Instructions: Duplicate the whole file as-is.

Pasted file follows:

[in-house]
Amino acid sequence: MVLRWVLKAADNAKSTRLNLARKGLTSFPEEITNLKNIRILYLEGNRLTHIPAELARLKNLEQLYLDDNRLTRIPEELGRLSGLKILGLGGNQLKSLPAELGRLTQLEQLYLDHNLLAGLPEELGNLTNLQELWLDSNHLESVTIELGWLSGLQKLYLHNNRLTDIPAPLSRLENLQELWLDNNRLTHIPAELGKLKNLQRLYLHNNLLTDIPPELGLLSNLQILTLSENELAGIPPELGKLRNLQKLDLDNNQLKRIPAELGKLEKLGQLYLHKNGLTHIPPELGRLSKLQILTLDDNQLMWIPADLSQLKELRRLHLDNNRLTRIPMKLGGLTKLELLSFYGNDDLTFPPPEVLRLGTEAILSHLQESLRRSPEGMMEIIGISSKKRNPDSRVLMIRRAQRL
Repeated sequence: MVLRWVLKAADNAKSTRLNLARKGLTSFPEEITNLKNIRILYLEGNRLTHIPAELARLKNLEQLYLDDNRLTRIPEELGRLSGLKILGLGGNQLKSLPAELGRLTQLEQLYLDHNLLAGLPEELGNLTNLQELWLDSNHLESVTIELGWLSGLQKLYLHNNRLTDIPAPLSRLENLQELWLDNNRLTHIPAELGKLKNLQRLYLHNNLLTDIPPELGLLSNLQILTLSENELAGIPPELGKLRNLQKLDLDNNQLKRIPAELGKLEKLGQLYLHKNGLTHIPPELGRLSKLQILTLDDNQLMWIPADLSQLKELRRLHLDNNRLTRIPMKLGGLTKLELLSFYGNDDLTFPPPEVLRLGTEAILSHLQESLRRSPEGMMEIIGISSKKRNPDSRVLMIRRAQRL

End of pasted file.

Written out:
[in-house]
Amino acid sequence: MVLRWVLKAADNAKSTRLNLARKGLTSFPEEITNLKNIRILYLEGNRLTHIPAELARLKNLEQLYLDDNRLTRIPEELGRLSGLKILGLGGNQLKSLPAELGRLTQLEQLYLDHNLLAGLPEELGNLTNLQELWLDSNHLESVTIELGWLSGLQKLYLHNNRLTDIPAPLSRLENLQELWLDNNRLTHIPAELGKLKNLQRLYLHNNLLTDIPPELGLLSNLQILTLSENELAGIPPELGKLRNLQKLDLDNNQLKRIPAELGKLEKLGQLYLHKNGLTHIPPELGRLSKLQILTLDDNQLMWIPADLSQLKELRRLHLDNNRLTRIPMKLGGLTKLELLSFYGNDDLTFPPPEVLRLGTEAILSHLQESLRRSPEGMMEIIGISSKKRNPDSRVLMIRRAQRL
Repeated sequence: MVLRWVLKAADNAKSTRLNLARKGLTSFPEEITNLKNIRILYLEGNRLTHIPAELARLKNLEQLYLDDNRLTRIPEELGRLSGLKILGLGGNQLKSLPAELGRLTQLEQLYLDHNLLAGLPEELGNLTNLQELWLDSNHLESVTIELGWLSGLQKLYLHNNRLTDIPAPLSRLENLQELWLDNNRLTHIPAELGKLKNLQRLYLHNNLLTDIPPELGLLSNLQILTLSENELAGIPPELGKLRNLQKLDLDNNQLKRIPAELGKLEKLGQLYLHKNGLTHIPPELGRLSKLQILTLDDNQLMWIPADLSQLKELRRLHLDNNRLTRIPMKLGGLTKLELLSFYGNDDLTFPPPEVLRLGTEAILSHLQESLRRSPEGMMEIIGISSKKRNPDSRVLMIRRAQRL